A 20-week abortion ban and defunding Planned Parenthood top the pro-life agenda
By Samantha Gobba
(WNS)–American pro-lifers are ready and waiting for President-elect Donald Trump to make good on his campaign promises to curb abortion.
“I think pro-life Americans, like most Americans, are willing to give the president-elect a chance to see how he is going to perform on the issues that are important to us,” said Denise Burke of Americans United for Life. “We are hopeful, given the people he is surrounding himself with, especially his vice president, Mike Pence, who we know is strongly pro-life, that we will see some good results out of this upcoming administration.”
Pro-lifers want to see Planned Parenthood and other abortion providers stripped of taxpayer funding, a ban on abortion after 20 weeks, and the repeal of parts of Obamacare that criminalize the actions of pro-life healthcare workers.
“We expect and hope that Congress will pass a reconciliation package to dismantle key parts of Obamacare and defund Planned Parenthood, and we think that needs to happen pretty soon in the next Congress,” Family Research Council’s David Christensen said. “[Trump’s] been pretty clear on redirecting funds from Planned Parenthood and passing pro-life laws, so we’re optimistic that that’s a commitment that he’ll maintain.”
Most of the Republicans in the Senate are expected to vote in favor of pro-life legislation, and Christensen said his organization would have to “work to push a few Democrats” that lean pro-life to reach the 60 votes needed to move a bill forward.
This September, Trump laid out four pro-life goals, including nominating pro-life justices to the Supreme Court and stripping Planned Parenthood of taxpayer dollars.
Rep. Diane Black, R-Tenn., national co-chairwoman of Trump’s Pro-Life Coalition, said in a written statement, “We can count on his administration to work with Congress in order to advance protections for our most vulnerable members of society.”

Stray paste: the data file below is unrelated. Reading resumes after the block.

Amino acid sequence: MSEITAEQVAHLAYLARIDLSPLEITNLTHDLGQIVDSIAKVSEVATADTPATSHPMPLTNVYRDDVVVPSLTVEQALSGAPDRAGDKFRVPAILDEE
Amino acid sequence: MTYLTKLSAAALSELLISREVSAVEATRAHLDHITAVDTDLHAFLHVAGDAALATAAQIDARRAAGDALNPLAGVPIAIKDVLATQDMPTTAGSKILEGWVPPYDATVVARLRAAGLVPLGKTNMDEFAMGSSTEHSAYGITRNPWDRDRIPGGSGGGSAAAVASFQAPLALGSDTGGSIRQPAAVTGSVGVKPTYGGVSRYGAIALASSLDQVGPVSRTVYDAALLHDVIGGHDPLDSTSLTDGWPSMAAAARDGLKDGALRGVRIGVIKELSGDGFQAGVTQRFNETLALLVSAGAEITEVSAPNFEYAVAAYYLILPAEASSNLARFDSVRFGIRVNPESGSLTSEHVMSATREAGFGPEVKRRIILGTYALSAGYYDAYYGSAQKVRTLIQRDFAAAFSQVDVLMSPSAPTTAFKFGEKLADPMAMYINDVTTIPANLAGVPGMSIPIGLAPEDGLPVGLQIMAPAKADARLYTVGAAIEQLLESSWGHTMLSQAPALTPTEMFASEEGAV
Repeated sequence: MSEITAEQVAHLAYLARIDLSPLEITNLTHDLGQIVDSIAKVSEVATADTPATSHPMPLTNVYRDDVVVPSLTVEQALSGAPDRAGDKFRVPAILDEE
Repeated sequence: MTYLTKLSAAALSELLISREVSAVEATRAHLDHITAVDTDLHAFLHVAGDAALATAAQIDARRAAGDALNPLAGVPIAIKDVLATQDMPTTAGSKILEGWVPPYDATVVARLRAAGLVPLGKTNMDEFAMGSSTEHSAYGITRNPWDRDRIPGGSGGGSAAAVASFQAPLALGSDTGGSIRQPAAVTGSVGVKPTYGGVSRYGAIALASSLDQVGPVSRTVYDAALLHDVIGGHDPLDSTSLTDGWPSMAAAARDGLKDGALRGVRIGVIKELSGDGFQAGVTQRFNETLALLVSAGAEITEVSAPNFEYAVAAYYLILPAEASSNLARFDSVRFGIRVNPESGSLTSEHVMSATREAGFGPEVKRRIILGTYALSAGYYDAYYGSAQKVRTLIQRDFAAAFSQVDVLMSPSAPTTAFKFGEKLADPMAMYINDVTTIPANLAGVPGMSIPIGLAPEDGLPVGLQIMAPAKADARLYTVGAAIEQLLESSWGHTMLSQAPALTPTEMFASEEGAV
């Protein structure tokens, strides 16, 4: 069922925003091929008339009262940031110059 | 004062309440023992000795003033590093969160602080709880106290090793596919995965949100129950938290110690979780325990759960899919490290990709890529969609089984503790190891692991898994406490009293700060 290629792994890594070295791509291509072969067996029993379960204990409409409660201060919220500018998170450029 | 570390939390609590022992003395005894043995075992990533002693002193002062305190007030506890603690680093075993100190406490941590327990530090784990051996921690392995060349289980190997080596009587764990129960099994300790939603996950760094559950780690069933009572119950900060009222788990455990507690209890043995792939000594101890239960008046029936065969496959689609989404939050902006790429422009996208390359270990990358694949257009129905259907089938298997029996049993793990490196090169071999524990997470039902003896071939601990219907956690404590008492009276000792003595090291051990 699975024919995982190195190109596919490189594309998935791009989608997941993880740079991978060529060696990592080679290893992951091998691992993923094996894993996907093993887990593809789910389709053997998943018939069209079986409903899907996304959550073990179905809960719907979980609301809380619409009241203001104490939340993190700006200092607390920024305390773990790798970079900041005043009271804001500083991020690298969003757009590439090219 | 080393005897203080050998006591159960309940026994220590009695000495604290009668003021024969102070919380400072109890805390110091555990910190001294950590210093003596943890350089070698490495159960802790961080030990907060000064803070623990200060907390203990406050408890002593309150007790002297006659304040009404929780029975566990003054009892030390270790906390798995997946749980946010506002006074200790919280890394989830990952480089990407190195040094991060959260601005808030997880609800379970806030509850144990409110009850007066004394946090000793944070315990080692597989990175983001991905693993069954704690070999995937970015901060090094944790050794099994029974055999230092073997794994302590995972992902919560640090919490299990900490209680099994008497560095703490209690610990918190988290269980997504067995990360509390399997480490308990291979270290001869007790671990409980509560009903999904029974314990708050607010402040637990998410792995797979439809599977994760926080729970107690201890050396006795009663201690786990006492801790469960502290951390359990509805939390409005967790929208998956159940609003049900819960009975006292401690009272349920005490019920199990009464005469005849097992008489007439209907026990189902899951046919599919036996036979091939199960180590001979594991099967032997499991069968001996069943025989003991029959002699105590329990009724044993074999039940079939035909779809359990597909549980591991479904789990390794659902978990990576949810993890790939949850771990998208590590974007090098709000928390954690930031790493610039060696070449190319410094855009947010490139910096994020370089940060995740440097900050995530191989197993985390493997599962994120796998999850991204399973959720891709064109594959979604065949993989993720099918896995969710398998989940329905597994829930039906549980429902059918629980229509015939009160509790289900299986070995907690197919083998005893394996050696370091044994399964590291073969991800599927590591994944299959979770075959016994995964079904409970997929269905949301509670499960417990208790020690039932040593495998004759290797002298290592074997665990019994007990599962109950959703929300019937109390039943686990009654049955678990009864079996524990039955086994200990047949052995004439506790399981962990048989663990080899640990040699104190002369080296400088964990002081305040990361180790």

Black’s Defund Planned Parenthood Act, passed by the House last September, would remove federal funding from the abortion giant and other abortion clinics and shift money to eligible community health centers if it passed the Senate and was signed by Trump.
Black also expressed confidence Trump would stand by a 20-week abortion ban, or the Pain Capable Unborn Child Protection Act. Last year, the Senate struck down a 20-week abortion ban, but pro-lifers like Black believe the bill will be revived.
Pro-lifers also hope for the enactment of the Conscience Protection Act, which passed the House this July. If it becomes law, the bill would protect healthcare providers or workers who refuse to take part in abortion or, as in the cases of Little Sisters of the Poor or Hobby Lobby, those who have religious objections to the Obamacare contraceptive and abortifacient mandate.
Trump’s presidential win, along with the Republican retention of the House and Senate, was “huge” for pro-lifers, Christensen said: “We’re very excited to see the House and the Senate in a position to move pro-life legislation. We have high expectations, and we’re going to work hard to achieve some of those pro-life goals.”